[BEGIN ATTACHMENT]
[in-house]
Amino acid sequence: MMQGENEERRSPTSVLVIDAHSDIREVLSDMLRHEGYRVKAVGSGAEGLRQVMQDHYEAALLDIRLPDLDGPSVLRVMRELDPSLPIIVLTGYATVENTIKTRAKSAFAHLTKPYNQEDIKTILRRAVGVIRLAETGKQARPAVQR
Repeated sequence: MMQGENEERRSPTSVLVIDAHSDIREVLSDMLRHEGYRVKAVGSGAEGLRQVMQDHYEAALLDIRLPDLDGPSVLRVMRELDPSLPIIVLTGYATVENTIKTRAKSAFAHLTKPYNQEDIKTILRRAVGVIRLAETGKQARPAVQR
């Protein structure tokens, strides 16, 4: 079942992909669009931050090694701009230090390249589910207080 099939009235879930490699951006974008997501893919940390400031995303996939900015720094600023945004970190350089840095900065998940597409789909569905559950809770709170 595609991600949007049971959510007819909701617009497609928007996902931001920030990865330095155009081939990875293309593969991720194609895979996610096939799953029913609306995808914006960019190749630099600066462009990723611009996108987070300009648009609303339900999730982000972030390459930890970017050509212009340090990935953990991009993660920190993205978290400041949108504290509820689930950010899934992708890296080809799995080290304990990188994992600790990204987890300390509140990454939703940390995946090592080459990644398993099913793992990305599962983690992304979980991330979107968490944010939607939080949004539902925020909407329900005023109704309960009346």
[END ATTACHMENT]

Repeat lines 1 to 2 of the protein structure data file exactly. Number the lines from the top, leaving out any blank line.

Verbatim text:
[in-house]
Amino acid sequence: MMQGENEERRSPTSVLVIDAHSDIREVLSDMLRHEGYRVKAVGSGAEGLRQVMQDHYEAALLDIRLPDLDGPSVLRVMRELDPSLPIIVLTGYATVENTIKTRAKSAFAHLTKPYNQEDIKTILRRAVGVIRLAETGKQARPAVQR